Rear (Colour GRAY) - 25725431
Weather strip is interchangeable from left to right.
** Part numbers for a taupe interior were not available when this article was written. These will be available from your GM dealer.
1. Remove the interior trim panel.
2. Pull the water deflector away from the inside of the door. This may be difficult depending on how well it has adhered to the painted finish. Be careful not to tear or damage the plastic. Try to keep the bead of black sealant from becoming damaged. In some places it will stretch and may not come away from the door easily.
3. Try and form the black sealant back into a bead as well as possible. Your hands should be clean so as not to contaminate the sealant. This will only serve to work against you. Make sure the sealant is free of contaminants.
4. Prepare the door surface by removing any sealant residue with bug and tar remover. Make sure the area is well ventilated, especially before using a heat gun in the next step.
5. Using a heat gun on LOW, carefully warm the bead of black sealant. You donít want to melt or damage the plastic water deflector. The sealant will become warm, soft and very sticky. Iím not certain as to the flashpoint of any substances in the sealant or plastic water deflector so caution is strongly encouraged. Use appropriate safety devices. Gentle warming is all thatí* required.
6. Carefully press the water deflector against the door. Inspect very closely for gaps or air bubbles which will compromise the seal. This is the area which must remain water tight.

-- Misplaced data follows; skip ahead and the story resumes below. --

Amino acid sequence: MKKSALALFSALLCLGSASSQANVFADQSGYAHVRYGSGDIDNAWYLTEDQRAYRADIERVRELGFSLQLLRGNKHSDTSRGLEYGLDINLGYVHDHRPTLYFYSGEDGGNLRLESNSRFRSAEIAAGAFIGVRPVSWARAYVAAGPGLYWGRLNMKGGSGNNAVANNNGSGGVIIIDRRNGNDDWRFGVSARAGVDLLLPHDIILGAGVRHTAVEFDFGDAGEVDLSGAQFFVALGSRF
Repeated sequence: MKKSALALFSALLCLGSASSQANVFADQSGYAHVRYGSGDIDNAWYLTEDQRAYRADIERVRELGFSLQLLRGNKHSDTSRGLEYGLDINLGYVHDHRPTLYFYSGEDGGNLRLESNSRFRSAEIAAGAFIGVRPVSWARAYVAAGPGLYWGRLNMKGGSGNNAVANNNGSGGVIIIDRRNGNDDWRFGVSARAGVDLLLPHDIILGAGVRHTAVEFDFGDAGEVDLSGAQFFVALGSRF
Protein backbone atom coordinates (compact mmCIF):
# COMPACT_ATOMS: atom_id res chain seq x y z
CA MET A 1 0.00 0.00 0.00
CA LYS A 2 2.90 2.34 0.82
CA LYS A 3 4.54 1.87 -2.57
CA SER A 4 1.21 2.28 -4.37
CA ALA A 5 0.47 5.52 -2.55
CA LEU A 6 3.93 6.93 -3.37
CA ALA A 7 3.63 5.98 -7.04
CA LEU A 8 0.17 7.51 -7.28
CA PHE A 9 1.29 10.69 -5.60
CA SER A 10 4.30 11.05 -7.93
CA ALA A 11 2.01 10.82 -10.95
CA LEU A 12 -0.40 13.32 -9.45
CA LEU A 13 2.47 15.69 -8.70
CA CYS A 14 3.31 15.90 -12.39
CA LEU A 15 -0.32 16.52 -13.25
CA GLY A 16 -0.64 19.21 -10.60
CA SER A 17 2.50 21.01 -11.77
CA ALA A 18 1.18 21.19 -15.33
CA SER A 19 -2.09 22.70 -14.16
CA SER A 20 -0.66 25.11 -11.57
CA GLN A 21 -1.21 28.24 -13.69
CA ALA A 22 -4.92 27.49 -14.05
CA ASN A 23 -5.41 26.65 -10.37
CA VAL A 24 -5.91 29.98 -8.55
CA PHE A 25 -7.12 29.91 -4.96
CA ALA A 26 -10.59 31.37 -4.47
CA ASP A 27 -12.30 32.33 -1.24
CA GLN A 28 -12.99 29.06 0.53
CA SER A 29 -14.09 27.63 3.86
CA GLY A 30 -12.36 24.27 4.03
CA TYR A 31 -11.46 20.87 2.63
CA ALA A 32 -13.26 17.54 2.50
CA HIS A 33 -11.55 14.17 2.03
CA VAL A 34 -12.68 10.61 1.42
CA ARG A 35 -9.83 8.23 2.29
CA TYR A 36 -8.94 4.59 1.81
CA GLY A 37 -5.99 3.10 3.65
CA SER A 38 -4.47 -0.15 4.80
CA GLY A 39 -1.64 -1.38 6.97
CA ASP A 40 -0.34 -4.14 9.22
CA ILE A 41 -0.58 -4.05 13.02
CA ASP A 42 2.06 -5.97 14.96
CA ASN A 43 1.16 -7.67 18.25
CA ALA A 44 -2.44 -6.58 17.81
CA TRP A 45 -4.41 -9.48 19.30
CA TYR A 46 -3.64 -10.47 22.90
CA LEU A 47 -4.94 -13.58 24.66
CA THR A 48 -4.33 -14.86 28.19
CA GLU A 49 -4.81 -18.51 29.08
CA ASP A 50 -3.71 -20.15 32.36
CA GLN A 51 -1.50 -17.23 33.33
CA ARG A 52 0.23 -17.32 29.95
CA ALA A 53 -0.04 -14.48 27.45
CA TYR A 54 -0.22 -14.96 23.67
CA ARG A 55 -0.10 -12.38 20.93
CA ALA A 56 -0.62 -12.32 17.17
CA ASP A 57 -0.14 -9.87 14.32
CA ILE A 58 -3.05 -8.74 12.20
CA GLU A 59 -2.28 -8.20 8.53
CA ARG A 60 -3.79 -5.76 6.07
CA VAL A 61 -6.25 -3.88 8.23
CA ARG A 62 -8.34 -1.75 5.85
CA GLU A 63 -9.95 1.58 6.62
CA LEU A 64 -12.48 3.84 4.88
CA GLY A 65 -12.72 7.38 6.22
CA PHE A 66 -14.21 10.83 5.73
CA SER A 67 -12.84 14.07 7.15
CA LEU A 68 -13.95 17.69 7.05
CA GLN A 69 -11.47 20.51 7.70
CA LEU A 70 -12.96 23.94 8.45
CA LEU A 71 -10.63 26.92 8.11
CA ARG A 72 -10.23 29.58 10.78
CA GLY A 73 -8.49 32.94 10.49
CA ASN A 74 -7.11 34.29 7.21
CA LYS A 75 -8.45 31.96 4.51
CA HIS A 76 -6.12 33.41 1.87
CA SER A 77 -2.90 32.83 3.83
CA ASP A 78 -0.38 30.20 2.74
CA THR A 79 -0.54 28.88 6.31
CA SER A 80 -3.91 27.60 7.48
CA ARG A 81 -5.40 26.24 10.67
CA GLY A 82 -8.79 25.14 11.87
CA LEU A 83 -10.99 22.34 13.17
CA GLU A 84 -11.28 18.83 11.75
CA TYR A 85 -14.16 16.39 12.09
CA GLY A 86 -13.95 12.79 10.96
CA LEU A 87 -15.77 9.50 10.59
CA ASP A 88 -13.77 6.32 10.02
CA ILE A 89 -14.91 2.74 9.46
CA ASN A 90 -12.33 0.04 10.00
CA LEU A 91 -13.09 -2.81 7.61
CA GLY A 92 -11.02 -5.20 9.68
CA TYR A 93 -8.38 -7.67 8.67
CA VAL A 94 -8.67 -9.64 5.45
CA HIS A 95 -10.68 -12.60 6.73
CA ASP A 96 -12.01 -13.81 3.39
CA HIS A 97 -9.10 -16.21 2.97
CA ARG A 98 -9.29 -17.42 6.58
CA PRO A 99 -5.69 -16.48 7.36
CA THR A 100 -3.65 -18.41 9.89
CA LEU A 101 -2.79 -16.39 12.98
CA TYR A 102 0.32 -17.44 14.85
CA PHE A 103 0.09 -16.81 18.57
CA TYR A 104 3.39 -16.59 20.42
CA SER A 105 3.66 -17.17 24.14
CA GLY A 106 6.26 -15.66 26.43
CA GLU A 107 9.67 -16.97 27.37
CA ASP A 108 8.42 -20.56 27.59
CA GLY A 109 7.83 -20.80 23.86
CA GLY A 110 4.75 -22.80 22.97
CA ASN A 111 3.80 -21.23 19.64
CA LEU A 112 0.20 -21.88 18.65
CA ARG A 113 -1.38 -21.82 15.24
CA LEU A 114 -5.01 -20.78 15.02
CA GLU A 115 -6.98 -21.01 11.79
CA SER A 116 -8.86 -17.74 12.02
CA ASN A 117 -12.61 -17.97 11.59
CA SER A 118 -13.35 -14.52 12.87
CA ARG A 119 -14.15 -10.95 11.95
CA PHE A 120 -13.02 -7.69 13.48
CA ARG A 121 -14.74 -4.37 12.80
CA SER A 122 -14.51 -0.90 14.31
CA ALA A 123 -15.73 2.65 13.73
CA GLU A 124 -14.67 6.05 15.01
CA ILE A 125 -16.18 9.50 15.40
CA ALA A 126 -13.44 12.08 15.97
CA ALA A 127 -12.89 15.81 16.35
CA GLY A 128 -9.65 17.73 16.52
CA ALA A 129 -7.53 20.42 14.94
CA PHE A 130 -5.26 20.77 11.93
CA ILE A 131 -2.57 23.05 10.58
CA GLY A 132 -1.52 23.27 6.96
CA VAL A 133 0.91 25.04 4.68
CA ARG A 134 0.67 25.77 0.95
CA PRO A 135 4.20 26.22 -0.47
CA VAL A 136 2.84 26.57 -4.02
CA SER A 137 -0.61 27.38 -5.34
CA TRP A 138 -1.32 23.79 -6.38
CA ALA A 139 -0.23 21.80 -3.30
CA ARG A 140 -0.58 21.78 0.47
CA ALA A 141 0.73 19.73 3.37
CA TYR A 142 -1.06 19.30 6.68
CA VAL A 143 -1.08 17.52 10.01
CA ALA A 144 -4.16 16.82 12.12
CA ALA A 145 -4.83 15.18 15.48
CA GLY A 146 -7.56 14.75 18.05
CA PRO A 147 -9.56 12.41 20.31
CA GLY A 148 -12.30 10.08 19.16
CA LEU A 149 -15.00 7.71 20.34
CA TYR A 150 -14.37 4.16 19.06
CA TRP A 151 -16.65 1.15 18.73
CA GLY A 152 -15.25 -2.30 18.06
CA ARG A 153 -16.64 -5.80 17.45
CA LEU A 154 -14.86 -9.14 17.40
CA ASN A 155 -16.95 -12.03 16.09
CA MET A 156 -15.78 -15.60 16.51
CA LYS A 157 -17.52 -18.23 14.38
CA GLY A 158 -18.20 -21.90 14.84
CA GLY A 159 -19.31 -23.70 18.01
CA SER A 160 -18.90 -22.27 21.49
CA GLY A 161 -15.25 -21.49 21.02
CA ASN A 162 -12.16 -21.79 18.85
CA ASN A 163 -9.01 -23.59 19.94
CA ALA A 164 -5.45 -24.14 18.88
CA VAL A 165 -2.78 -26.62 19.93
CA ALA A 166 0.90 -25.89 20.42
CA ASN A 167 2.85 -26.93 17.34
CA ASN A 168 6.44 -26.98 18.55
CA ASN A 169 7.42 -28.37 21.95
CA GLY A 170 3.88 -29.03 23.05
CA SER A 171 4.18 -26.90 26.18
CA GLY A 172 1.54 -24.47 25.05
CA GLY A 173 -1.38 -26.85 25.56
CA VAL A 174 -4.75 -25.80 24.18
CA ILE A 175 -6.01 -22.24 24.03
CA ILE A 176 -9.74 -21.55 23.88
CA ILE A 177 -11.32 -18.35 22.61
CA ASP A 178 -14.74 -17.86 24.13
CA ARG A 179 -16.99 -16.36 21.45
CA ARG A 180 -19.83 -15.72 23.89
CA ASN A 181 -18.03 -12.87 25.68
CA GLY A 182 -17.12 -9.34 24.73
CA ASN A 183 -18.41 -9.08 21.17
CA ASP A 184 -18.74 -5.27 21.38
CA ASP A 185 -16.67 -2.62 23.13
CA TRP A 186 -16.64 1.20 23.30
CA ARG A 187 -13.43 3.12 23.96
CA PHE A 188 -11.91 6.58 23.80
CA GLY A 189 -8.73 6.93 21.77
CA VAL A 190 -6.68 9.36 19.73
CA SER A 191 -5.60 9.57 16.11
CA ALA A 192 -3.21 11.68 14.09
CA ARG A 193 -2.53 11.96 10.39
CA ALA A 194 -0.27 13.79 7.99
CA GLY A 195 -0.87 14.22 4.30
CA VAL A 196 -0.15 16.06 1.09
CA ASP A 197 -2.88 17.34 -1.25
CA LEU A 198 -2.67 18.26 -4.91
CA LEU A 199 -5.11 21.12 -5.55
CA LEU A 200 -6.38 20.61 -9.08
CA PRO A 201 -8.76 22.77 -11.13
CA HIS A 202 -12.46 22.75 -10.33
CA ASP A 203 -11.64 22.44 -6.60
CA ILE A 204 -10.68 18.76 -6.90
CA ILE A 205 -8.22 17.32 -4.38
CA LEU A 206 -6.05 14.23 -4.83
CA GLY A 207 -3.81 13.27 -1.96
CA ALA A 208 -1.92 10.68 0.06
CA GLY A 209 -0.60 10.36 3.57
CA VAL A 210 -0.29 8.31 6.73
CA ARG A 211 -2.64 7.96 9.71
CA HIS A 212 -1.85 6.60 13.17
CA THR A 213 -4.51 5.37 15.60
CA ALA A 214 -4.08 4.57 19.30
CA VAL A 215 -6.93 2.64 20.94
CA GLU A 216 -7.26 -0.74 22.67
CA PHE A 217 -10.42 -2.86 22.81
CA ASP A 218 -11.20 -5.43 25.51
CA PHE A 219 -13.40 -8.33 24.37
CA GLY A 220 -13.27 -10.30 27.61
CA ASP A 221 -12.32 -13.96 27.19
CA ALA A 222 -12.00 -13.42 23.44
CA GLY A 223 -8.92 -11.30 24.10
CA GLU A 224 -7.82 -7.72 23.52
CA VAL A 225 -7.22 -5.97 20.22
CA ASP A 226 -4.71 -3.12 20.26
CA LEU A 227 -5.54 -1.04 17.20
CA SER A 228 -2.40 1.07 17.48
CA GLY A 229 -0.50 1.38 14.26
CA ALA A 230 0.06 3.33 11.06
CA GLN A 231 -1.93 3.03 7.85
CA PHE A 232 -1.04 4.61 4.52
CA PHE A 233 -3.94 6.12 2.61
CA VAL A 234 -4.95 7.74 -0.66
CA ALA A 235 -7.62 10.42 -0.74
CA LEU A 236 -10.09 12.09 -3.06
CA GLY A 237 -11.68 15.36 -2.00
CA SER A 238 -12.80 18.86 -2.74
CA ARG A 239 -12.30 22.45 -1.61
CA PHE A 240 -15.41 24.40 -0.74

7. With the interior trim panel off, close the door. Spray down the affected side of the car very well with water. Open the door and inspect closely for water leaking past the bead of sealant. You will notice some moisture on the inside of the water deflector but it should no longer run down the inside painted surface of the door.
8. Once the leaks have been repaired, reinstall the door trim panel.
Preparing all the surfaces is important for successful results.
Make sure the water deflector is in good shape. It may be necessary to purchase a replacement.
Preparing the door.
If you re-used the existing parts and the repair fails, you may need to replace your water deflector. Also remember that the carpet can have a wicking effect. As it starts to get moist, it can draw further moisture in. This will only serve to worsen the accumulation of water in the floor area.
Another condition which may cause water leaks is a defect in the weather stripping.
Additional Methods to Help Keep Your Interior Dry:
1. Look for warped or otherwise damaged door seals and replace as necessary.
2. Donít remove your door seals more than is absolutely necessary to undertake other vehicle repairs.
3. Keep your door seals clean and conditioned. Use a good quality rubber cleaner/conditioner such as Meguiarí* #40 Vinyl & Rubber Cleaner/Conditioner several times throughout the year. GM dealers in my area use AC Delco Silicone Emulsion (P/N: 10953014) as part of the semi-annual inspection to achieve the same results.
4. Door seals have a spring type metal which allows them to grip the edge of the body when installed. If the door seal is removed, inspect the edge where it grips the sheet metal lip of the car. If this has become deformed, you can try to squeeze the edges of the door seal back in shape. It may need to be replaced altogether.
Enjoy water at the beach or swimming pool. Enjoy being dry in your car!